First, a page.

An Extra Division of the Inner House handed down its decision in BS v Dundee City Council on 12 November 2013, and in doing so has provided valuable guidance to Employment Tribunals in dealing with ill health capability dismissals.
BS was a carpenter joiner with 35 years of unblemished service. He went off work sick for an extended period (just over a year). Absence management by the employer did not gain insight into BS’s prognosis until a doctor’s opinion that BS could be in a position to return within 1 to 3 months. His employer dismissed him shortly after receipt of this report, placing reliance upon the fact BS’s GP had not issued a final line and that he had indicated at recent meetings he did not think he was getting any better.
BS was successful in claiming unfair dismissal at the Employment Tribunal. The Council successfully appealed to the EAT, whose decision in respect of the sorts of enquiry an employer should be expected to make has been cited, and relied upon, by Employment Tribunals in other cases.
BS appealed to the Inner House and instructed Westwater Advocate’s David Hay. Dundee City Council instructed senior counsel. In allowing the appeal, the Inner House agreed that the EAT had put certain matters on too high a footing and disagreed with its criticisms of the ET decision. It remitted the case to the same tribunal to consider a number of issues that it considered had not properly been addressed. In particular the Inner House considered the proper approach to be taken by Employment Tribunals in determining whether ill health dismissals are fair.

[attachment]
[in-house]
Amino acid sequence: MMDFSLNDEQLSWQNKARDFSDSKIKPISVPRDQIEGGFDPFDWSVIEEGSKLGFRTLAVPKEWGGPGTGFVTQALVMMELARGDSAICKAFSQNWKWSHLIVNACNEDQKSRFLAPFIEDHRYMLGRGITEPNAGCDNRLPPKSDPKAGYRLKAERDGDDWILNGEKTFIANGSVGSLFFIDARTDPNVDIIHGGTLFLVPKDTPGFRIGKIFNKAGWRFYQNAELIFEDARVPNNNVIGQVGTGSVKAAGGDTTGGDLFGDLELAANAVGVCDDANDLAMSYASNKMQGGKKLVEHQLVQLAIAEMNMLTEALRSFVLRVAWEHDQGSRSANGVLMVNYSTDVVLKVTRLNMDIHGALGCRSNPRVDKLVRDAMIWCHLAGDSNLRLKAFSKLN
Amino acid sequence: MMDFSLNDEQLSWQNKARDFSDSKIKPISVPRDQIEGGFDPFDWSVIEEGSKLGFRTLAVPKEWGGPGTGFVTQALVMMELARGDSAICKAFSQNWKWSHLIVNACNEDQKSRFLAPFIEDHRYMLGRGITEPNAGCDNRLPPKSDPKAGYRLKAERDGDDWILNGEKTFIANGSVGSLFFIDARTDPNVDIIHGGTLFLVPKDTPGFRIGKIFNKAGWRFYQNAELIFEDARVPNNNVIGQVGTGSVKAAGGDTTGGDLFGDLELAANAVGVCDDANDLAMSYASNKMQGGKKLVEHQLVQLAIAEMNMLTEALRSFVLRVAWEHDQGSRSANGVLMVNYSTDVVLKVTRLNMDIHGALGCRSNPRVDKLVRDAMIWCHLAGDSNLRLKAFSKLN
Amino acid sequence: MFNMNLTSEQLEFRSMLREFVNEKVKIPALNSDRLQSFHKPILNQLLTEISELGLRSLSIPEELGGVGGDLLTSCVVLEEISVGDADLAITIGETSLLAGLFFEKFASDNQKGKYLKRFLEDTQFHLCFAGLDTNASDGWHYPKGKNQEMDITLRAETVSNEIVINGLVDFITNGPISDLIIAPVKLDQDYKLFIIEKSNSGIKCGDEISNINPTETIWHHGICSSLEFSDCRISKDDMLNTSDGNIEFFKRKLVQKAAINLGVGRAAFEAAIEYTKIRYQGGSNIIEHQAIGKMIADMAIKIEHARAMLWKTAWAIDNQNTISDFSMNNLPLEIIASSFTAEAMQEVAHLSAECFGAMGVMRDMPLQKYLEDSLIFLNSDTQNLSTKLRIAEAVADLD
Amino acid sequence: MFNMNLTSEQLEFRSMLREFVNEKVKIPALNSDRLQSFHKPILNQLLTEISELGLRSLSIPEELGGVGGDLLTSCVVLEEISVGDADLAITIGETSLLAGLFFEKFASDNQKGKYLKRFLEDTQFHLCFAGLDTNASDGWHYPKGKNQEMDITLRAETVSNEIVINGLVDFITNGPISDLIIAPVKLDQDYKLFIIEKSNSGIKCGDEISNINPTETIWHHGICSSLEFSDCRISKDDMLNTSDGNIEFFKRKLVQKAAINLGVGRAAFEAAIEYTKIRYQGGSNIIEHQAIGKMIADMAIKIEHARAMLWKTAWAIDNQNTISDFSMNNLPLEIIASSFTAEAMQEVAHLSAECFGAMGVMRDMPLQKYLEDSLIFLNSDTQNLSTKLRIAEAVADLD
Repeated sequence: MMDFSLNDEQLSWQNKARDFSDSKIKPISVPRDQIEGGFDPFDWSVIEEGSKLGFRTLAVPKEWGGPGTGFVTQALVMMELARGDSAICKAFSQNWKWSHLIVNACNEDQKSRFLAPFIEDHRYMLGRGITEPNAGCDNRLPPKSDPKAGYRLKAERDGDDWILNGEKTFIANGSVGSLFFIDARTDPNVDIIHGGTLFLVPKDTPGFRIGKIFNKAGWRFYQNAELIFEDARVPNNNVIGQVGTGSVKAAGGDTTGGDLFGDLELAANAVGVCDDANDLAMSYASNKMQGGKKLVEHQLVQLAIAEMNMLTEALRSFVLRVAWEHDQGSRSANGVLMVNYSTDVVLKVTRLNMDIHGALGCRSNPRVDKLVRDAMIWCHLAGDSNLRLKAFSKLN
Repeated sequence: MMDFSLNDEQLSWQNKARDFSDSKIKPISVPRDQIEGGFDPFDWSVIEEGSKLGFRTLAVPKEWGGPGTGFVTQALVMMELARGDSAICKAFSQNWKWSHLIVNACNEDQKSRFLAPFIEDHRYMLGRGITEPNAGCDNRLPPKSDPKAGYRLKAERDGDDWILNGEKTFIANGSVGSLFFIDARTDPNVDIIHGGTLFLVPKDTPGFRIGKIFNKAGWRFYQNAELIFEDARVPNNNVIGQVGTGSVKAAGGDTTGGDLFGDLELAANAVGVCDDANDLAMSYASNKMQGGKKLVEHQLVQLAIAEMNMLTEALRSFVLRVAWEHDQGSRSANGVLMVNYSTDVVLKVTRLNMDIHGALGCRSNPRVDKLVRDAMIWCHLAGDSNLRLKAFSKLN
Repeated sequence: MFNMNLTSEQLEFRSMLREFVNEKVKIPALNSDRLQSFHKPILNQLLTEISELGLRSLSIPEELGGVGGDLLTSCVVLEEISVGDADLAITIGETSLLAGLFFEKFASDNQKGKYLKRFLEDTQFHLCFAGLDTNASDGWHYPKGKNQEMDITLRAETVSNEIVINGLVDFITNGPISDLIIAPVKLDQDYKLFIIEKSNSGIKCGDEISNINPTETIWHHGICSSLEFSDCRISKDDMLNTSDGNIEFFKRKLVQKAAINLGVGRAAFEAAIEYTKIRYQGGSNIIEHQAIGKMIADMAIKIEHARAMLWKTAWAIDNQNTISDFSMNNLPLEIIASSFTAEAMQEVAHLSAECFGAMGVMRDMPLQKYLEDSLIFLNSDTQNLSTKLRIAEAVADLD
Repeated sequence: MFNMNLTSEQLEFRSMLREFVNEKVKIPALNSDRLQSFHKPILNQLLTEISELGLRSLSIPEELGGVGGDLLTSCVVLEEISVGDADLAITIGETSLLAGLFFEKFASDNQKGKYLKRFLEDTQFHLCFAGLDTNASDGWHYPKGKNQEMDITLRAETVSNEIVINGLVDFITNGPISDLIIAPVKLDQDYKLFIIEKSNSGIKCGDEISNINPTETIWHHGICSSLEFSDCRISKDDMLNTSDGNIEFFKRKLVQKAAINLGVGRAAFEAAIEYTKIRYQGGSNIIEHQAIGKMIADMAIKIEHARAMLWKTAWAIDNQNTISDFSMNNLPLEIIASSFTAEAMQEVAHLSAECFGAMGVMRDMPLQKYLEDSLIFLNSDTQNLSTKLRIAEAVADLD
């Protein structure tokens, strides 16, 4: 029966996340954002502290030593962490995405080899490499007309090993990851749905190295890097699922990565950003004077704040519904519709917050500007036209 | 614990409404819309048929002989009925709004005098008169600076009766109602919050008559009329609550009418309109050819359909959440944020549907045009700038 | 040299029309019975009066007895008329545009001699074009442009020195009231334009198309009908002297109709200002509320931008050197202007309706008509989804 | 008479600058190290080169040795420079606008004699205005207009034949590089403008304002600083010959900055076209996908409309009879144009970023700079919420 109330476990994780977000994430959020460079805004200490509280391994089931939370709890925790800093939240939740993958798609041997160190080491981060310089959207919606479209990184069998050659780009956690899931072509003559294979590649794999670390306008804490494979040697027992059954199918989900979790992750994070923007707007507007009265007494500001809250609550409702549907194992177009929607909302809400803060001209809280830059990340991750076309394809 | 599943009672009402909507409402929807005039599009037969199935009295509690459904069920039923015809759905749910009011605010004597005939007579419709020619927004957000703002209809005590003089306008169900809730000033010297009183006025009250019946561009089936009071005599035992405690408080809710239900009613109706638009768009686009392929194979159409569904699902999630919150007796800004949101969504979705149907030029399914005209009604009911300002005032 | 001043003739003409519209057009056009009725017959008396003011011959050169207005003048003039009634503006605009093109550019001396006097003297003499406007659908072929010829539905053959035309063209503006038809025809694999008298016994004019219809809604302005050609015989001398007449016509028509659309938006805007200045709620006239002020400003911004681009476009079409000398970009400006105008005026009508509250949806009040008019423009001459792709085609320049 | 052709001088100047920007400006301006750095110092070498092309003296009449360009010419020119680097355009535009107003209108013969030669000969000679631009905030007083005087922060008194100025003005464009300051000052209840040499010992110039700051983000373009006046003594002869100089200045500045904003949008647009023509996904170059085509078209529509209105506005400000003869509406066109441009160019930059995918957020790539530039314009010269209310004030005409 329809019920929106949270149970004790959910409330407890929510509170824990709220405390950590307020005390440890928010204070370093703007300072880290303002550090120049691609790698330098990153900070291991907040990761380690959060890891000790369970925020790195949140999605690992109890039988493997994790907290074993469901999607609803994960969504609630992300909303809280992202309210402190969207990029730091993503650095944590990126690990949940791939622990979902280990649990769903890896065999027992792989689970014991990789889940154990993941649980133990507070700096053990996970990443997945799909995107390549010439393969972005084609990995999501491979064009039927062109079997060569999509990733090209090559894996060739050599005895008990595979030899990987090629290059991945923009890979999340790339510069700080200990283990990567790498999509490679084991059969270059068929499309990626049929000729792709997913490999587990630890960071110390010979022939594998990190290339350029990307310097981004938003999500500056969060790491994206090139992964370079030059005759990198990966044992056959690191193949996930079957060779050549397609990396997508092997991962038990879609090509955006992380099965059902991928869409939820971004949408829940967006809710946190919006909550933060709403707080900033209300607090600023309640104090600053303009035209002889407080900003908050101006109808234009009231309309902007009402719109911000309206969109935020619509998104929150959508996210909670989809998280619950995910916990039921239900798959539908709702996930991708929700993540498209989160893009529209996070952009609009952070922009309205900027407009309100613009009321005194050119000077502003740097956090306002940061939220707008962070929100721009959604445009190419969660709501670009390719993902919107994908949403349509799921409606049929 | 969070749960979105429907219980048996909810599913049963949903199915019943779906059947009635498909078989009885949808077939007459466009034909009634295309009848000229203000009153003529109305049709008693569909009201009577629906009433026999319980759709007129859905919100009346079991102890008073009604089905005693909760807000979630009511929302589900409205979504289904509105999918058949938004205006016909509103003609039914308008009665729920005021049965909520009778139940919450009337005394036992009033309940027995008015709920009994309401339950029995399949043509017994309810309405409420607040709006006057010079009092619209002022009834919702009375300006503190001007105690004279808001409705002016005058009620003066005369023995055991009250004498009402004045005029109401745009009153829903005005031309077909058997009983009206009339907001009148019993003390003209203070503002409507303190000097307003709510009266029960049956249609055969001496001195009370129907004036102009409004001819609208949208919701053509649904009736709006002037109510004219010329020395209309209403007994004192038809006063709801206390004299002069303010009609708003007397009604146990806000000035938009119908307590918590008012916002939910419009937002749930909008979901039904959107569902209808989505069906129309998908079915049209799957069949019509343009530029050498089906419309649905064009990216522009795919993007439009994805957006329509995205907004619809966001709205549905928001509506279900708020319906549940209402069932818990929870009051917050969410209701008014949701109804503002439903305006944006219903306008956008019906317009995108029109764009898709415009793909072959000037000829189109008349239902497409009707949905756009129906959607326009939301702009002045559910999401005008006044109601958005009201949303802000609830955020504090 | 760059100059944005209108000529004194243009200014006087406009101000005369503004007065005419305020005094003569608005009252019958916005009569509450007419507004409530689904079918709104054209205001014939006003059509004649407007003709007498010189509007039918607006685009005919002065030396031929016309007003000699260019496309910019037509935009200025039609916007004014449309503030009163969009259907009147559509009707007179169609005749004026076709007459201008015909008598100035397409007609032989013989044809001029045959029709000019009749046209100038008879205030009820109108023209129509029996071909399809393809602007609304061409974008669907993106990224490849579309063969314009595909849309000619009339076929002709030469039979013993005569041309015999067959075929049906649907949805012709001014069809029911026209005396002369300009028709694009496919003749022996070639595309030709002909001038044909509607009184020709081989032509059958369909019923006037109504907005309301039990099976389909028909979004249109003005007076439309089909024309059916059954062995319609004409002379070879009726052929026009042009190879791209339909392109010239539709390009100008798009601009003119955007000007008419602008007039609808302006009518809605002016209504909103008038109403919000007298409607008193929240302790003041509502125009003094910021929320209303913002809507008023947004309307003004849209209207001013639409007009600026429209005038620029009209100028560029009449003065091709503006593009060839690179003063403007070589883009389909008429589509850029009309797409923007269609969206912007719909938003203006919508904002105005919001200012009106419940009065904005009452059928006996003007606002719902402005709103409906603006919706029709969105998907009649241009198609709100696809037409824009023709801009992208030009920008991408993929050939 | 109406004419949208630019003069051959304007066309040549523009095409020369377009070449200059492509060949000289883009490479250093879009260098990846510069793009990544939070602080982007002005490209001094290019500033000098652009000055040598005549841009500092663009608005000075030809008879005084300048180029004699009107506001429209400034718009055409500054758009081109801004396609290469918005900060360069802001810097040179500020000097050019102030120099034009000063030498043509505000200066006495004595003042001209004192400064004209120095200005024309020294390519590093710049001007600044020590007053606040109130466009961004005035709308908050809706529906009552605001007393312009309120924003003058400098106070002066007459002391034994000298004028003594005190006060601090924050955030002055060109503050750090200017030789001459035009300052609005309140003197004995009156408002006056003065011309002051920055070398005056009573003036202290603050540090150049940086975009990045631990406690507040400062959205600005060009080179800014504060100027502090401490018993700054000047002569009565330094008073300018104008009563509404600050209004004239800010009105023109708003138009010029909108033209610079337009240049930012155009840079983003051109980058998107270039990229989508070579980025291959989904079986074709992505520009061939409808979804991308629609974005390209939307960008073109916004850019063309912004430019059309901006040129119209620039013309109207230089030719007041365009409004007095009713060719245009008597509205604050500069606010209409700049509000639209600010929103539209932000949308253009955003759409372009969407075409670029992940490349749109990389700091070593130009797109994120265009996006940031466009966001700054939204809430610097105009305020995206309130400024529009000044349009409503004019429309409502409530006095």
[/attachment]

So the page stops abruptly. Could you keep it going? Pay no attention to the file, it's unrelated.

David Hay said: “This decision is an important addition to the case law on ill health dismissals and would appear to be the first decision at Inner House level. It serves as a useful refresher on the principles drawn from the previous, key EAT authorities in this area, both of which date from the 1970s. In confirming that the ratio of those decisions remains good law, the Inner House gives useful insight into how a tribunal is properly to apply those principles at paragraphs  to . In addition, the Division’s comments on the relevance of length of service, particularly at paragraph  and , will be of interest to practitioners and tribunals.”
David Hay has a particular focus on employment law in his practice, and argues cases at the ET, the EAT and in the Inner House. He is recommended for Employment Law in both the Legal 500 and Chambers UK 2014.